4. Thanks @offshorebirder, that was my first instinct,it started doubting myself.
  5. I hemmed and hawed over it for quite a while because if the price, but in the end, I didn't think I would be happy with anywhere else so I decided to choose it. I don't regret it for a second. It basically gave he total choice and flexibility over the day, my own vehicle and guide and complete choice over my food.
  6. It probably depends on how many places in each country you intend to visit. I didn't do the migration or Tanazania. I stayed in one spot in Kenya (Laikipia) and did basically one spot in Uganda (Queen Elizabeth Park). So two weeks was enough for me to do three countries. Three weeks is a lot of time, but could be easily eaten up if doing multiple destinations in each country.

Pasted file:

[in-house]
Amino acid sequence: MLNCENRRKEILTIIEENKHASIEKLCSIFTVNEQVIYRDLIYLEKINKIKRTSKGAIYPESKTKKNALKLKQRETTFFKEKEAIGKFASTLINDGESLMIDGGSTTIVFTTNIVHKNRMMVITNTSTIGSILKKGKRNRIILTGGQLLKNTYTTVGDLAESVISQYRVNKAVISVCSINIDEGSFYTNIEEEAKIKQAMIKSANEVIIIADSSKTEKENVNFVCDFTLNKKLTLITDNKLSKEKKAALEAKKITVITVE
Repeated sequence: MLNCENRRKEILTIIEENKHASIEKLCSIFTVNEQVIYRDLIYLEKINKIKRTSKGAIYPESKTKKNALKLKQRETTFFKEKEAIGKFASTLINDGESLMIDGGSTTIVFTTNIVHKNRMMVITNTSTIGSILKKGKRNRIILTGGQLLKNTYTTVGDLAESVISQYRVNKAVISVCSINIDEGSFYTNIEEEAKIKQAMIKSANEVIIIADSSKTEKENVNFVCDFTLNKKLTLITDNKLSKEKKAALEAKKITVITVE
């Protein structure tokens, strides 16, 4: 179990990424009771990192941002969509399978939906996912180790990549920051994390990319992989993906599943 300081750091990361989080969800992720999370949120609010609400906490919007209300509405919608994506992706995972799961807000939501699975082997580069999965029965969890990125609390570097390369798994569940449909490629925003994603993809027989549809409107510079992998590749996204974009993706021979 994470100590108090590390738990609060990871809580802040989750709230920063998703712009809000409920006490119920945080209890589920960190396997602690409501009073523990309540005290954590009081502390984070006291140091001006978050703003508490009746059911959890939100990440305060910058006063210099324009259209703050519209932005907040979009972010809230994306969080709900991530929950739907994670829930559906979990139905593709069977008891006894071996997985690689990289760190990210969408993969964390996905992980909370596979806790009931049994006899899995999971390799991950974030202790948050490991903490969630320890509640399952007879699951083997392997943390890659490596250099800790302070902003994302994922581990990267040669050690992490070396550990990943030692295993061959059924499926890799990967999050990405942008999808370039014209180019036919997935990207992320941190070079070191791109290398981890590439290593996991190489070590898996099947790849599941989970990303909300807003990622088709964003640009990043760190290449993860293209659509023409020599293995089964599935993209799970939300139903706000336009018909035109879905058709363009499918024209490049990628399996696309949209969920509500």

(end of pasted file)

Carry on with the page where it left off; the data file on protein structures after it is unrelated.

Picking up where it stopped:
7. On my first full day in Kenya, I was picked up at my hotel for the trip to Wilson Airport. I have to say this is a very different airport. Buildings everywhere. The terminal building doesn't resemble one to me, at least from street side. The driver contacted the airline and a representative came to help me with my bags. I had arranged a private charter as i was advised that driving to Segera would have involved a long drive on dirty dusty roads and wasted a full day. In the end, I was so glad I flew. As I had a charter, no one bothered with the weight of my luggage, which was good as my carryon full of my camera gear was quite heavy. I did come with a non wheeled duffle bag prepared too store things at Wilson if need be. I was taken straight to the plane, a little Cessna, which had an interesting sign for passengers. Take note of the last tow points especially. Despite the signage, the pilot, Peter, was really nice and the flight was smooth. The Flight took about 50 minutes or so from Wilson to Segera. Plane, Plane, Everywhere a Plane, Plane! I was struck by the different scenery as we were flying. From the obvious poverty in Nairobi, to lush greens further out to total arid conditions as we approached Laikipia. After the relatively short flight, i arrived at Segera Retreat, where i has an opportunity to take a photo of the plane. Some of the staff where there to great me. The manager Helena, my guide Paul among them. I was also advised that the owner, Jochen Zeitz was in residence and he would be coming by later to see me. I was given tour of the property and then shown to my villa. I was asked what time I would like lunch and I suggested 1pm and then talked to Paul about doing my first game drive, which was agreed to do at 3pm. I got settled in and unpacked and then took a leisurely walk around the grounds. I then went back and enjoyed by deck for a bit as there were quite a few giraffe out at the watering hole, which my villa looked out on. There was also a tree which hosted a number of birds. I believe this is a Bronze Sunbird Speke's Weaver Speckled Mousebird Either a Hunter's Sunbird or Scarlet Chested Sunbird Lunch was massive. I couldn't believe the amount of food that was brought out for just me. I sampled it, and it was delicious, but I couldn't eat it all. On to the game drive. Paul and I hit it off immediately and we were on the same page. I gave him a list of some of the animals I hoped to see, so he would have an idea. It wasn't a long list, but I really wanted to see a leopard and the Grevy's Zebra and also some birds including the Secretary Bird. We were out for a bit and saw some animals and then it poured. It poured to the point where the roof wasn't protecting us and so we headed back to the lodge. The rain lasted maybe 45 minutes and then the sun came back out and we were right back out looking for animals. I thought I saw a good variety for one day. These are Grevy's Zebra. To be the Grevy among two Common!! Grevy The zebra could care less about the Kori Bustard Jackson's Hartebeest White Bellied Bustard Oryx Spotted Hyena Tawny Eagle Kenya Rufous Sparrow Thompson's Gazelle